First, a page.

Curiosity rover finds ancient Mars was suitable for life

Bedrock seen by the Opportunity rover (right) which formed in acidic water and bedrock at the Curiosity landing site (right) which formed in non-acidic, pH neutral water, as found in a lakebed. Credit: NASA / JPL-Caltech / Cornell / MSSS
Bedrock seen by the Opportunity rover (left) which formed in acidic water and bedrock at the Curiosity landing site (right) which formed in non-acidic, pH neutral water, as found in a lakebed. Credit: NASA / JPL-Caltech / Cornell / MSSS

The analysis results of the first-ever rock drilling on Mars, by the Curiosity rover, were announced today by NASA at a press briefing in Washington. The new findings indicate that ancient Mars, at least in this area, was habitable and could have supported some form of life.

Read MoreCuriosity rover finds ancient Mars was suitable for life

More evidence that Europa’s ocean is similar to Earth’s

Artist's illustration of how water from Europa's underground ocean can reach the surface. Credit: NASA / JPL-Caltech
Artist’s illustration of how water from Europa’s underground ocean can reach the surface.
Credit: NASA / JPL-Caltech

As one of the few places in the solar system other than Earth known to have an ocean, Europa has become one of the most fascinating worlds that we know of. This moon of Jupiter is small, but enticing – beneath its frozen surface of ice is a global ocean of water, making it a primary focus of study, especially in terms of the search for life elsewhere.

Read MoreMore evidence that Europa’s ocean is similar to Earth’s

Colourful exoplanets may be first to show evidence of alien life

Colourful alien life may be the easiest to find. Credit: Don Johnston / Getty Images
Colourful alien life may be the easiest to find. Credit: Don Johnston / Getty Images

Exoplanets are now being discovered on a regular basis, including ones that may be potentially habitable. But when even the nearest ones are so far away compared to the planets in our own solar system, how could they be studied for possible signs of life? Is that even possible?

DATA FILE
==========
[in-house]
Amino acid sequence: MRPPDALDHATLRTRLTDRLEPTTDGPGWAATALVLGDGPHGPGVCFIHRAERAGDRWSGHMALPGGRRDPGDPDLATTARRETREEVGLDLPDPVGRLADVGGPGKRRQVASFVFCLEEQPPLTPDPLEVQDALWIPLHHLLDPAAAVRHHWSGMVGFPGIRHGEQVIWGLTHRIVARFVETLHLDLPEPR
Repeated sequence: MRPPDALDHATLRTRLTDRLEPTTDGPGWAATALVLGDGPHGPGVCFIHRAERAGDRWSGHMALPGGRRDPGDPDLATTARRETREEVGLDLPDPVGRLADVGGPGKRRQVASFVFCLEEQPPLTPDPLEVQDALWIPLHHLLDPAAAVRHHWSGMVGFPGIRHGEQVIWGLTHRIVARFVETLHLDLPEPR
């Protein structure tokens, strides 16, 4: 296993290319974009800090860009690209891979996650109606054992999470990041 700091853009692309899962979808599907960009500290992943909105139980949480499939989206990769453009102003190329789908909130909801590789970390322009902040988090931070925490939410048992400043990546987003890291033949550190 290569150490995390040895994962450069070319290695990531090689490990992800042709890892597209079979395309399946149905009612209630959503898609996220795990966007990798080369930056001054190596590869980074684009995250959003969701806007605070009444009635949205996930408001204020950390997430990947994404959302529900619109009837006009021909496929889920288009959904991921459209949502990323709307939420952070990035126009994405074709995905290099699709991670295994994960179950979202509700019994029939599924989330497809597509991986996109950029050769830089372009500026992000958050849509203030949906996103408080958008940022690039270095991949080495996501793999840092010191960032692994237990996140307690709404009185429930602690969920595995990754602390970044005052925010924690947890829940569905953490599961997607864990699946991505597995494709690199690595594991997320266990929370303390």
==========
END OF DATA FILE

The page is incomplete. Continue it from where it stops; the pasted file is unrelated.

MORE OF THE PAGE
Read MoreColourful exoplanets may be first to show evidence of alien life

Some exoplanets may be even more habitable than Earth

Some rocky exoplanets may be warmer and more geologically active than Earth—and perhaps even more habitable. Credit: J. Pinfield / RoPACS / University of Hertfordshire

In the search for life elsewhere, the Earth is typically used as a standard against which other planets, or moons, are compared. Since our planet is teeming with seemingly countless life forms, it must represent the near-perfect, most ideal conditions for life to flourish, right? It would seem so, but new research is suggesting that may not be the case, that there may be other exoplanets in other solar systems which are even better suited for life than Earth is.

Read MoreSome exoplanets may be even more habitable than Earth

Planets orbiting dying stars are probably dead too

Planets orbiting white dwarf or brown dwarf stars may not be good candidates for life, a new study shows. Credit: NASA / S. Charbinet

If you are searching for other inhabited worlds, almost any kind of star may do according to current findings, except perhaps for white dwarfs. As it turns out, planets orbiting these dying stars, as well as brown dwarfs, are probably very poor candidates for life.

Read MorePlanets orbiting dying stars are probably dead too

Microbial life found thriving under Antarctic lake ice: an analogue for Europa?

The ice-covered surface of Lake Vida in Antarctica; in the deep, dark water below, an amazing microbial exosystem thrives. Credit: Bernd Wagner / University of Cologne, Germany

A new discovery here on Earth may have implications for the search for life elsewhere, in particular icy waterworlds like Jupiter’s moon Europa.

Read MoreMicrobial life found thriving under Antarctic lake ice: an analogue for Europa?